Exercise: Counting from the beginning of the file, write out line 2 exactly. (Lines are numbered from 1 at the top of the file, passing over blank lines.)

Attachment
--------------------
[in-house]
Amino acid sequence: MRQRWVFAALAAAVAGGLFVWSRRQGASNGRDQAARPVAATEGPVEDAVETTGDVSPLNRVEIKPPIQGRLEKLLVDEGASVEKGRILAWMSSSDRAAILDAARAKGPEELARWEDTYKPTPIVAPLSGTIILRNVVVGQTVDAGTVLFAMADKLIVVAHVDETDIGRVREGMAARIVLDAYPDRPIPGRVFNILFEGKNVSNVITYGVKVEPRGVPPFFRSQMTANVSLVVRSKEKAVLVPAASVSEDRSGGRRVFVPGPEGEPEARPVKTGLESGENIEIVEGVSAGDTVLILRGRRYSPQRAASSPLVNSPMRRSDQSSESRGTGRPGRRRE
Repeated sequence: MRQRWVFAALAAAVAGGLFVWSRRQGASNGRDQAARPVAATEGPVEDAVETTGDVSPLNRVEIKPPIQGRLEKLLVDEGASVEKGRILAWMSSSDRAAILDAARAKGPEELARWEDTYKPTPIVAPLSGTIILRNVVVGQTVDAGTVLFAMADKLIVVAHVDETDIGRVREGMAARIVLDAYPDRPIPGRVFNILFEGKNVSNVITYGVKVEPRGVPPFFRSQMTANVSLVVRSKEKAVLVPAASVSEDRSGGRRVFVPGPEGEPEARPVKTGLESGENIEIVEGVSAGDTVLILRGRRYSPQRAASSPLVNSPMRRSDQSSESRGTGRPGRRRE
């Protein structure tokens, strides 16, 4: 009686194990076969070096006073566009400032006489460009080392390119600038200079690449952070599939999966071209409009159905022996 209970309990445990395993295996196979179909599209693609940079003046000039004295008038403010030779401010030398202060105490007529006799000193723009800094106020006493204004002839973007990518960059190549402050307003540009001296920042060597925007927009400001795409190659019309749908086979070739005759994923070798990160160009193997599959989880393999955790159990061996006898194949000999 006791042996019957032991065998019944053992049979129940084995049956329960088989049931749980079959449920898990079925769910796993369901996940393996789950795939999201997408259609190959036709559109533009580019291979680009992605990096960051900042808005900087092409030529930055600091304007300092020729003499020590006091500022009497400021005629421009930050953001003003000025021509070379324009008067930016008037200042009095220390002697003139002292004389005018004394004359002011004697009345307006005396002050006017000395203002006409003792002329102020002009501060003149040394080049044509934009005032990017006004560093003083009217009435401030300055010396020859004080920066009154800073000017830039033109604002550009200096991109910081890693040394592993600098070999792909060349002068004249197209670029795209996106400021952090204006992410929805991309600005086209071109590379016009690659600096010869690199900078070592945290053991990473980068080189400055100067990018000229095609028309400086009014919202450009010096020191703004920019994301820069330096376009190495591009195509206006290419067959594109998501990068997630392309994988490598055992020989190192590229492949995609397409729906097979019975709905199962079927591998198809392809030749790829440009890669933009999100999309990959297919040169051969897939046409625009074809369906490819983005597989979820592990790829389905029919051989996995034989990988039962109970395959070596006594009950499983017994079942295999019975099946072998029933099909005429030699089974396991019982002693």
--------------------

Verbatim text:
Amino acid sequence: MRQRWVFAALAAAVAGGLFVWSRRQGASNGRDQAARPVAATEGPVEDAVETTGDVSPLNRVEIKPPIQGRLEKLLVDEGASVEKGRILAWMSSSDRAAILDAARAKGPEELARWEDTYKPTPIVAPLSGTIILRNVVVGQTVDAGTVLFAMADKLIVVAHVDETDIGRVREGMAARIVLDAYPDRPIPGRVFNILFEGKNVSNVITYGVKVEPRGVPPFFRSQMTANVSLVVRSKEKAVLVPAASVSEDRSGGRRVFVPGPEGEPEARPVKTGLESGENIEIVEGVSAGDTVLILRGRRYSPQRAASSPLVNSPMRRSDQSSESRGTGRPGRRRE